This may sound obvious, but given what a hot-button topic money is for pretty much all of us, it’s essential to get budget talks in the open right up front, Wismer says. And definitely build a “nice big contingency because there are always things that are going to happen."
Plan for the timing, as well, Wismer adds, also knowing that a project that should take weeks could take months (or more!).
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If you live in the home you’re working on, plan for how you’re going to handle cooking. And maybe decide if you want to move out for part of it during peak work time because that’s when tempers can flare, she says.
Even though in my case it’s literally a business, because it’s with such a good friend, we can forget to treat it like that. But we should all be approaching decision-making and communication like it’s any other business, Wismer says.
Carve out a specific time to talk about decisions or problems, she suggests. Otherwise, one person might be trickling things into conversations here and there when the other may not be in the best headspace to discuss it.
Do your homework ahead of time so you’re prepared. “And if you don't come to an agreement,” she says, “set the next meeting just like you would in a corporate setting.”
Sometimes you can arrive at a decision on your own. Mike and I went round after round debating appliances, specifically colors. I desperately wanted a matte white Bertazzoni range and he wanted stainless, preferably a less costly option. I made my case (a few times) and won him over. But we couldn’t come to an agreement on whether or not to have upper cabinets.
So we escalated to what Wismer calls arbitration by bringing in interior designer Laura McGarity (who helped with my home kitchen reno) to consult.
That’s the role designers have to play sometimes, Wismer says. They’re “not there not to just completely bend to every whim, because you have more knowledge of what's trending, what's going to be a good decision. So really, designers have to put their foot down sometimes. … And when you're at an impasse and you're losing time, money — all of those things are impacted by the amount of time that it takes you to come to an agreement.”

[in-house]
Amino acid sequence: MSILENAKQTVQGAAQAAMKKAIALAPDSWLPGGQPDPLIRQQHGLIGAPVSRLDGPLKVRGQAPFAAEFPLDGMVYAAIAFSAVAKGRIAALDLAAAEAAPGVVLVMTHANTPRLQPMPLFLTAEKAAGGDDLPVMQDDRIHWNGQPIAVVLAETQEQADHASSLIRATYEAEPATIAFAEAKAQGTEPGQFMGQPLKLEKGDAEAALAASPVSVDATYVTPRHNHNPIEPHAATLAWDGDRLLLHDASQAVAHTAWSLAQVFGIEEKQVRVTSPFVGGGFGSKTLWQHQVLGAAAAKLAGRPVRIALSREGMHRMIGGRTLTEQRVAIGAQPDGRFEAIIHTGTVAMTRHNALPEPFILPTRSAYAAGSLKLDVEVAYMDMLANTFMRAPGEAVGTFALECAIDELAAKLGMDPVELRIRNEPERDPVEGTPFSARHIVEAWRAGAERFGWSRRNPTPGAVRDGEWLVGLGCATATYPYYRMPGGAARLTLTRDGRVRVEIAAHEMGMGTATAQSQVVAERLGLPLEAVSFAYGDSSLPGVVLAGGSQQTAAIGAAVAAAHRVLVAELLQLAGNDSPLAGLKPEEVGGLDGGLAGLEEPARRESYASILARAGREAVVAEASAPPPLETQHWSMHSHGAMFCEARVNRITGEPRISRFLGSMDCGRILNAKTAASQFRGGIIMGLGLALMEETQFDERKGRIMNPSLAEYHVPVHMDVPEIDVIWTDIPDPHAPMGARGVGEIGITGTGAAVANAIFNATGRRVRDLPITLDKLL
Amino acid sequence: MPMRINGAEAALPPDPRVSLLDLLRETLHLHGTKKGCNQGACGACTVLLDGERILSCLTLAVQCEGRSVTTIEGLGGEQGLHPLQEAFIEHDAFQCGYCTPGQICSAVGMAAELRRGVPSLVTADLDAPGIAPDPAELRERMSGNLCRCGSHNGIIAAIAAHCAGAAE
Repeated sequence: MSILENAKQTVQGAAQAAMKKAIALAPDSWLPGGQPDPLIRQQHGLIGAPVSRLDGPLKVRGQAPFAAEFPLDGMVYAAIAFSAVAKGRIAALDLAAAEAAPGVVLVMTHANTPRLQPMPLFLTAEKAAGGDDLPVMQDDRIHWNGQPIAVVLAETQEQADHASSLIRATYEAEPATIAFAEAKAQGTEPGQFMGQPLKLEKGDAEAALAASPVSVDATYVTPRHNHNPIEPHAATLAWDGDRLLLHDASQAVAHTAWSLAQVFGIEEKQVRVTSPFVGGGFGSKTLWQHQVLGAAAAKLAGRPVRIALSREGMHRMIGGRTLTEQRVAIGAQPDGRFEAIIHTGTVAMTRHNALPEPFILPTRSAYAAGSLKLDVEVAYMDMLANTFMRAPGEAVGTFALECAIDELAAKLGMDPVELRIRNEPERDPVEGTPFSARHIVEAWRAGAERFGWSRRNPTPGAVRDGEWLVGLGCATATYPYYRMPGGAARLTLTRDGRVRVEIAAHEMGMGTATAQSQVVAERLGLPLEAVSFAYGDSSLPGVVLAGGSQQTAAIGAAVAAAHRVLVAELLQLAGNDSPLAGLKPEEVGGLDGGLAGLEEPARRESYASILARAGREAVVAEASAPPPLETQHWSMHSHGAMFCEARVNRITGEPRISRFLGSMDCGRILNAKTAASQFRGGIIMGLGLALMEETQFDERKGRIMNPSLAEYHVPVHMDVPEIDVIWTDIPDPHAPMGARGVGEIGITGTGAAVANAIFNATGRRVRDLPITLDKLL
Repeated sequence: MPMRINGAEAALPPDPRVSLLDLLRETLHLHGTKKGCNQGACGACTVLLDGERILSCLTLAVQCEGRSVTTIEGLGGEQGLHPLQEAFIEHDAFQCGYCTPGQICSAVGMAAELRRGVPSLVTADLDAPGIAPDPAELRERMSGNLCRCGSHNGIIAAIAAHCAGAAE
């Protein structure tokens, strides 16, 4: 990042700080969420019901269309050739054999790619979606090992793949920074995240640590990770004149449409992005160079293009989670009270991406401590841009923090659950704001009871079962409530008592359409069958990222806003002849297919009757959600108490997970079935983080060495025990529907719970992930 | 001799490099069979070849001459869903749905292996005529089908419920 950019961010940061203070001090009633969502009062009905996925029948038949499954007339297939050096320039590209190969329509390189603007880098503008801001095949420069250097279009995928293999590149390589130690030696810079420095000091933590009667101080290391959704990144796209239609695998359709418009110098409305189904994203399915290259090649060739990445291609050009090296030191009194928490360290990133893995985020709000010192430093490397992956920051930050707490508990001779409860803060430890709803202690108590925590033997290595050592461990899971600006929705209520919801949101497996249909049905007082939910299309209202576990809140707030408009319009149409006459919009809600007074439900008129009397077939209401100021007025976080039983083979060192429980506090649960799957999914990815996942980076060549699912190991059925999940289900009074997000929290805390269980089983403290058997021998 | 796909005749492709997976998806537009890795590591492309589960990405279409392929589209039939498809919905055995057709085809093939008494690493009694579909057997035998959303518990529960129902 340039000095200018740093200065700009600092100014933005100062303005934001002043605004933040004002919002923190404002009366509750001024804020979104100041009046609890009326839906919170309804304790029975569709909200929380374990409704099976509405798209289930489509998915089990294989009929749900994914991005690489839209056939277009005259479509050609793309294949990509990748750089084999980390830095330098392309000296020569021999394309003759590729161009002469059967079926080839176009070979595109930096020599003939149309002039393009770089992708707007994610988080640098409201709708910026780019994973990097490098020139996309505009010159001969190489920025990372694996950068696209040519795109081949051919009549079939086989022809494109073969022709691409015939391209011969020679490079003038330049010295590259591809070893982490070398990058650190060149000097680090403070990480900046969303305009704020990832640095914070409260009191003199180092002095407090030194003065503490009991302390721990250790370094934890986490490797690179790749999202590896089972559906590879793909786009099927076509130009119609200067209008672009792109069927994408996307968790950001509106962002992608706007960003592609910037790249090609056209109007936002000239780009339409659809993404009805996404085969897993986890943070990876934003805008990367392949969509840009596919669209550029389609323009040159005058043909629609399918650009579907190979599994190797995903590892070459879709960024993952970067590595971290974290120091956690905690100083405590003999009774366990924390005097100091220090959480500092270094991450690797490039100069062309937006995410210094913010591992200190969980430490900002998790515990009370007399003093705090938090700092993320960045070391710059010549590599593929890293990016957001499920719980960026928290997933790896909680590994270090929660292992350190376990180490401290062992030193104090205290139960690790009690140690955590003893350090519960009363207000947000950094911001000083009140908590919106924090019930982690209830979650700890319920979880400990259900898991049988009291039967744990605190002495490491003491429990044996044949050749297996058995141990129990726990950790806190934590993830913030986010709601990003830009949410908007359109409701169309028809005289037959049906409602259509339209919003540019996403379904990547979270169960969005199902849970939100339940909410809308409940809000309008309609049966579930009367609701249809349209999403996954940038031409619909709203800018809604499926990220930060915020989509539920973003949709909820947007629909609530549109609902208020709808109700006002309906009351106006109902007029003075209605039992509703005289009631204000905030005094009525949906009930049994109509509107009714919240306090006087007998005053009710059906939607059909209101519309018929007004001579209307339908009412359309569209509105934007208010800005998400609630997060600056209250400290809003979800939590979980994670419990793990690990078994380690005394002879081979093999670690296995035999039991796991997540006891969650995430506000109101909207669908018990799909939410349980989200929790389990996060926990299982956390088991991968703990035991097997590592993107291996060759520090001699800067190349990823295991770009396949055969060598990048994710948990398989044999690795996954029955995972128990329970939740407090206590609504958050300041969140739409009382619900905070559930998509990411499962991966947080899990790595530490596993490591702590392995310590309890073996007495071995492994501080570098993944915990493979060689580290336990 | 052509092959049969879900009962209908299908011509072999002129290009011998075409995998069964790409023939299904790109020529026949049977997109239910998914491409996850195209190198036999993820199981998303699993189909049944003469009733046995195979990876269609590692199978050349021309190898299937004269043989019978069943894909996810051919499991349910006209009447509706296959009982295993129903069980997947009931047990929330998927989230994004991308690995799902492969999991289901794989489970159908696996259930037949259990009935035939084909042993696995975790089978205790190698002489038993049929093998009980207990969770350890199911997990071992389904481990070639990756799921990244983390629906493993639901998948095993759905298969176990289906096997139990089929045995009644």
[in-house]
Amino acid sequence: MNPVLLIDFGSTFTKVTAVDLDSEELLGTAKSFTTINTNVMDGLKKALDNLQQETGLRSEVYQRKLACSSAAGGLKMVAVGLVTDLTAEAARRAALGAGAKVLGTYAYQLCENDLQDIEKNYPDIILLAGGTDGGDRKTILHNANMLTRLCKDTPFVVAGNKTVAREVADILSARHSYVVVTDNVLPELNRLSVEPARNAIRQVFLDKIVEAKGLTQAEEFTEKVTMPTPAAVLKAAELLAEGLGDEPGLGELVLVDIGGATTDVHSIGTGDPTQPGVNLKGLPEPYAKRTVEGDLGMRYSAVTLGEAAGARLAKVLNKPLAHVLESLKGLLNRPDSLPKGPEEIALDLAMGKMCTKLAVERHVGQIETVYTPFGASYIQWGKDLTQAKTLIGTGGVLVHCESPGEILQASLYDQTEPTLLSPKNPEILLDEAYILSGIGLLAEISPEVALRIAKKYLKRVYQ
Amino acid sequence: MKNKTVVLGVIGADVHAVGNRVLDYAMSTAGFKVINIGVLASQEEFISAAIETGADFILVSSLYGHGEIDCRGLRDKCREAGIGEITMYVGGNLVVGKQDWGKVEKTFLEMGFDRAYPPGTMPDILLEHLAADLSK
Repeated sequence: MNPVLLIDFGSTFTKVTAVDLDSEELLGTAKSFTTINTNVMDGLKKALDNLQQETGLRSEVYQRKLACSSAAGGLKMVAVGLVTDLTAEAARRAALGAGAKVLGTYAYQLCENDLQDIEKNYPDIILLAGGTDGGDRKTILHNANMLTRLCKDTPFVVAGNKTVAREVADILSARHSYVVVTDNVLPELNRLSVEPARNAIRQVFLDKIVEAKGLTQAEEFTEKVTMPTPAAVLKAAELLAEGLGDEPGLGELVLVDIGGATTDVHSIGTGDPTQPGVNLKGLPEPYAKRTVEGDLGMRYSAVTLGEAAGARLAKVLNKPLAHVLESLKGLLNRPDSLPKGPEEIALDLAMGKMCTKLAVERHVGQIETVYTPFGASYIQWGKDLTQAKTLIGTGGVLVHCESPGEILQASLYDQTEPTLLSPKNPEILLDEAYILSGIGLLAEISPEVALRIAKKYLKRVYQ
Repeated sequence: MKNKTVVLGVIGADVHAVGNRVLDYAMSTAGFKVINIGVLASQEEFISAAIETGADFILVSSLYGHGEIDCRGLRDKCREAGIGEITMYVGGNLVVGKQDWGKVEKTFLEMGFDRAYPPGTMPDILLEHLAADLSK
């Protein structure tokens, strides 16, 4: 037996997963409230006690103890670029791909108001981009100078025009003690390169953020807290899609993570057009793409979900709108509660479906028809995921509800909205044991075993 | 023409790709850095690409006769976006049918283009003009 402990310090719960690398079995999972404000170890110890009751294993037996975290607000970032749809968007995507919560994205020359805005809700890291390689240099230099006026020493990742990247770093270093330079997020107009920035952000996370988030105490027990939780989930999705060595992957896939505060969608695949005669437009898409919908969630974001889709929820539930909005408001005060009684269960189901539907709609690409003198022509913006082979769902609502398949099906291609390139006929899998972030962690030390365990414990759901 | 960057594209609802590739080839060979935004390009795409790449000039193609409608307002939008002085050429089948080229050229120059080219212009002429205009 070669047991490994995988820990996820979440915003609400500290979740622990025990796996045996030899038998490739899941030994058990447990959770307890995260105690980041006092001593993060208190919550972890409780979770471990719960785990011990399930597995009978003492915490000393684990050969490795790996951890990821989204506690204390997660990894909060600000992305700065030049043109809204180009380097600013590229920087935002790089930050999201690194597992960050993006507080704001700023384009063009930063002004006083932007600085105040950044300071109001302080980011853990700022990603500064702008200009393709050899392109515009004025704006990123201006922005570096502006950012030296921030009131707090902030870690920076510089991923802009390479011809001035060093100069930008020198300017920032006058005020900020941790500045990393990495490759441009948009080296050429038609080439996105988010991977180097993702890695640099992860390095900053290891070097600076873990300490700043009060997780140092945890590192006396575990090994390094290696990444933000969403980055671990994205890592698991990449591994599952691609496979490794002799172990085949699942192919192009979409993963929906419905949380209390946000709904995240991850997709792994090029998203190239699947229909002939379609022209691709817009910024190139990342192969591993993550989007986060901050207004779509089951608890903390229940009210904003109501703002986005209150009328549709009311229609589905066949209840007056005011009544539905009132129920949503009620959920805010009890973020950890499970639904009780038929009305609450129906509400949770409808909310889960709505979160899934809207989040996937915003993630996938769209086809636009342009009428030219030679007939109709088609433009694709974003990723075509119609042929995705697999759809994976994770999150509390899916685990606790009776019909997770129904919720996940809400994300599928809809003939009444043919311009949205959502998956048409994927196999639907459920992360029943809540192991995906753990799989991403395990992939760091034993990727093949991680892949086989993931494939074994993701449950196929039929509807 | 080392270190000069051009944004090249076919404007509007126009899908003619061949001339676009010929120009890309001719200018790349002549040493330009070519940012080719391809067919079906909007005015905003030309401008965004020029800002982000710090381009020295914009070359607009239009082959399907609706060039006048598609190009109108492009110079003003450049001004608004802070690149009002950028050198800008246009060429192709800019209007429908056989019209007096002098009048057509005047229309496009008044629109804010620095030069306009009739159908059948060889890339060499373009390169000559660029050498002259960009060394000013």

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We couldn’t order cabinets until we resolved this so we agreed to accept Laura’s decision. In this case, her call was aligned with Mike’s preference so I accepted defeat (hopefully gracefully, although I fear probably not).
With so much strife possible along the way; and with the stress that comes with decision fatigue, missed deadlines, contrary contractors, blown budgets, and other disasters large and small, it’s easy to lose sight of why you’re doing this.
But “it's never too late to reset,” says Wismer. That might be admitting you need help and bringing in a designer or contractor. Or re-opening lines of communication and getting everyone back to the table. “Get everybody back in the positive headspace and finish out your common goal.”
While renovations have the ability to push people away from each other, “they have a great ability to bring people together as well,” she says.
Ask yourselves the question, she says, “what is our idea of happiness at the end of this?”
And keep that vision in your mind. Maybe “you’re together sitting at your new island having a cup of coffee. It's all good.”
“There's nothing more fulfilling than standing in a space that you created together,” she says. “You got through the project. You collaborated. It was a rocky road, but now you're reaping all the benefits of the hard work.”
Tell Dana! Send your restaurant “Dish” to Dana McMahan at email@example.com and follow @bourbonbarbarella on Instagram.